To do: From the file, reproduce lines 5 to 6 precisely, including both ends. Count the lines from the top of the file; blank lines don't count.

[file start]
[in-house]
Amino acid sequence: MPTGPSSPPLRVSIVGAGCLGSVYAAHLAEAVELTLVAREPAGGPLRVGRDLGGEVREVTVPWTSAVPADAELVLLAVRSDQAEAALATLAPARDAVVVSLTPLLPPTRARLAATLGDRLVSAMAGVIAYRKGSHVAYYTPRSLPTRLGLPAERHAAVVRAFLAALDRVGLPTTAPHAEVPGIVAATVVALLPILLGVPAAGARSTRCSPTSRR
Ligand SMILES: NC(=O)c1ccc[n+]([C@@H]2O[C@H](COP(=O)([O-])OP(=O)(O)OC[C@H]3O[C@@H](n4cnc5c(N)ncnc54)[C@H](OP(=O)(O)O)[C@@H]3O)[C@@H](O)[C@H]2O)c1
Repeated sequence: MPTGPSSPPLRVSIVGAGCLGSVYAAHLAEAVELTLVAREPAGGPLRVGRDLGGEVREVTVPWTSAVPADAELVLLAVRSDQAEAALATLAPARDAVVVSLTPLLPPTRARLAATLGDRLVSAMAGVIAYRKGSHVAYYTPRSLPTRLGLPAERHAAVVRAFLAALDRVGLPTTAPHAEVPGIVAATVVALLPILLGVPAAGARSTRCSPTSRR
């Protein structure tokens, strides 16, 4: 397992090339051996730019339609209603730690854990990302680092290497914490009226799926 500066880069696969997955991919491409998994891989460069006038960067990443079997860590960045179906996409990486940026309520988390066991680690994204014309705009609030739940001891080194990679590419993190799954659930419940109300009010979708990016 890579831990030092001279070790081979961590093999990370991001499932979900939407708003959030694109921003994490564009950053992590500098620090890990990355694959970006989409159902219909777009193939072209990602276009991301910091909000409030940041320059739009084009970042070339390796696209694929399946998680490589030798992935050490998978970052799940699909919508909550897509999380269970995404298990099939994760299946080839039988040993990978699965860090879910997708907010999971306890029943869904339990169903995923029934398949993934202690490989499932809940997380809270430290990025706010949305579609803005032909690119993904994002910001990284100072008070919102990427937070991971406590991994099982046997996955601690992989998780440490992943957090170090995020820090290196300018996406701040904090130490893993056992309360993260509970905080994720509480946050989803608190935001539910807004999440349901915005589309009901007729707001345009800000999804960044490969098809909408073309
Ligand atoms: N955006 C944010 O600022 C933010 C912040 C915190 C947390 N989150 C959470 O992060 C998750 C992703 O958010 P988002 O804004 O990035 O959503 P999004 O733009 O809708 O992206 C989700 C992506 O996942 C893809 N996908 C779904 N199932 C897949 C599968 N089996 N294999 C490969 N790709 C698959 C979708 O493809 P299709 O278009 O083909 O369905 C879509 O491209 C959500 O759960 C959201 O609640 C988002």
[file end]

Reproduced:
């Protein structure tokens, strides 16, 4: 397992090339051996730019339609209603730690854990990302680092290497914490009226799926 500066880069696969997955991919491409998994891989460069006038960067990443079997860590960045179906996409990486940026309520988390066991680690994204014309705009609030739940001891080194990679590419993190799954659930419940109300009010979708990016 890579831990030092001279070790081979961590093999990370991001499932979900939407708003959030694109921003994490564009950053992590500098620090890990990355694959970006989409159902219909777009193939072209990602276009991301910091909000409030940041320059739009084009970042070339390796696209694929399946998680490589030798992935050490998978970052799940699909919508909550897509999380269970995404298990099939994760299946080839039988040993990978699965860090879910997708907010999971306890029943869904339990169903995923029934398949993934202690490989499932809940997380809270430290990025706010949305579609803005032909690119993904994002910001990284100072008070919102990427937070991971406590991994099982046997996955601690992989998780440490992943957090170090995020820090290196300018996406701040904090130490893993056992309360993260509970905080994720509480946050989803608190935001539910807004999440349901915005589309009901007729707001345009800000999804960044490969098809909408073309
Ligand atoms: N955006 C944010 O600022 C933010 C912040 C915190 C947390 N989150 C959470 O992060 C998750 C992703 O958010 P988002 O804004 O990035 O959503 P999004 O733009 O809708 O992206 C989700 C992506 O996942 C893809 N996908 C779904 N199932 C897949 C599968 N089996 N294999 C490969 N790709 C698959 C979708 O493809 P299709 O278009 O083909 O369905 C879509 O491209 C959500 O759960 C959201 O609640 C988002």